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Showing posts from October, 2015

Performance Testing is Easy

Performance testing is easy. We just throw as many requests at the system as we can as quickly as we want and measure the result. Job done right? tl;dr? Short form... Understand the user scenarios and define tests. Review the mix of scenarios per test and the type of tests to be executed (peak, stress, soak, flood). Size and prepare the test environment and data. Consider the location of injectors and servers and mock peripheral services and systems where necessary. Test the tests! Execute and monitor everything. Start small and ramp up. Analyse results, tune, rinse and repeat until happy. Report the results. And question to what level of depth performance testing is really required... Assuming we've got the tools and the environments, the  execution of performance tests should be fairly simple. The first hurdle though is in preparing for testing. User Scenarios and Test Definitions In order to test we first need to understand the sort of user scenarios that we're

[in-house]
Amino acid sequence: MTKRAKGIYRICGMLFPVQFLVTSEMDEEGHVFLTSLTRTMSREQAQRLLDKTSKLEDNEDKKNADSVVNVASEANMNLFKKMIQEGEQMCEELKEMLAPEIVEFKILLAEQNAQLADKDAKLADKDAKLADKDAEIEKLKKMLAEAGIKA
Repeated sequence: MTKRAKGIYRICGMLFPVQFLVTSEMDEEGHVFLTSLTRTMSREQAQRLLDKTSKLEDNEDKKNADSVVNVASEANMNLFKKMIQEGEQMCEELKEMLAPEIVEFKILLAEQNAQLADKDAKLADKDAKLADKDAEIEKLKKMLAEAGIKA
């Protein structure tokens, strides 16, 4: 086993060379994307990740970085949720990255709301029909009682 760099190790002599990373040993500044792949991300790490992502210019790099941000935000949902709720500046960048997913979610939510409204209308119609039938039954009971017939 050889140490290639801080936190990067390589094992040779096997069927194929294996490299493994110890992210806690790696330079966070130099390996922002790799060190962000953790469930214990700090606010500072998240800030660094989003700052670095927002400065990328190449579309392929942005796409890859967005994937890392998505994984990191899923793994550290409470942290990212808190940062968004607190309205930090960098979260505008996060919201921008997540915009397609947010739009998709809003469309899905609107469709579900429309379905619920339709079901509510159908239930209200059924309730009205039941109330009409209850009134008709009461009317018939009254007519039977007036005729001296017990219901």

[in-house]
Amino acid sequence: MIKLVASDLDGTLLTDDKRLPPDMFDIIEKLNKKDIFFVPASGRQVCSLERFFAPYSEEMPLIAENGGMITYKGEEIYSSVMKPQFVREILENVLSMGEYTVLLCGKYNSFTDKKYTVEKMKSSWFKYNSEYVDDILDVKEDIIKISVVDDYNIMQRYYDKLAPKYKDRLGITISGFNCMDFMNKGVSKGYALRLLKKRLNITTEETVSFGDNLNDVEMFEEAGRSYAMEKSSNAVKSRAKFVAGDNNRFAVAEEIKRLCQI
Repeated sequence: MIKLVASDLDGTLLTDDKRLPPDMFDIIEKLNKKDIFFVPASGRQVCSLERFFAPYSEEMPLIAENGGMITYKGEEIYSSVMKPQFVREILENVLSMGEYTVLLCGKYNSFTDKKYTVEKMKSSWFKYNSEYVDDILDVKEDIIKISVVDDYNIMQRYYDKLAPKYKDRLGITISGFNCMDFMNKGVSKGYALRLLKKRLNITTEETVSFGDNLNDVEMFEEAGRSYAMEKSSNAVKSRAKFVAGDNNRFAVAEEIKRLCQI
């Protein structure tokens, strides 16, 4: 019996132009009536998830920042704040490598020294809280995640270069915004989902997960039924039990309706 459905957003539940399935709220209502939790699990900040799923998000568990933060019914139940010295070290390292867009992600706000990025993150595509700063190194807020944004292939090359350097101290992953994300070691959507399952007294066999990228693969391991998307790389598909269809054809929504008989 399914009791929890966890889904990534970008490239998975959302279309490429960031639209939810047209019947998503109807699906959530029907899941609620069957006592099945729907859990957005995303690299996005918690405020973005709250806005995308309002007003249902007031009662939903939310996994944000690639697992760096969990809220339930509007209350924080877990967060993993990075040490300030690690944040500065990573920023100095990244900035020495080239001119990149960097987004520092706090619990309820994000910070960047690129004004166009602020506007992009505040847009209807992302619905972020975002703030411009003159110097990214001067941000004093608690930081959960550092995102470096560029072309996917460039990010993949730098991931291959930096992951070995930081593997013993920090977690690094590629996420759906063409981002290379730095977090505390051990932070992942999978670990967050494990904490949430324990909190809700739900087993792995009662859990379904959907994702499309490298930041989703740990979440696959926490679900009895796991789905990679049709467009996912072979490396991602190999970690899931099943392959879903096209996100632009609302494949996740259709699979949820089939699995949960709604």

Availability SLAs

I've been considering availability recently given the need to support five 9's availability (amongst other non-functionals) and have decided to draw up the list below. Thoughts/comments appreciated. Assumptions at the bottom. 99% - Accepted downtime = 3.6 days/year Single server is sufficient assuming disk failures and restarts can be accommodated within minutes to hours. Data centre (DC) failure means we've time to rebuild the application elsewhere if we need to (most DC issues will be resolved quicker than this) and restores from back-up tapes should be easy enough. Daily backups off-site required in case of total DC failure. 99.9% - Accepted downtime = Just under 9 hrs/year We probably lose 4.5hrs/year due to patching if we use a single server which only allows 4.5hrs to resolve a crash or other failure. This is close and likely not enough time (especially if a crash occurs more than once a year). Therefore we need a clustered service for resiliency (alternating which no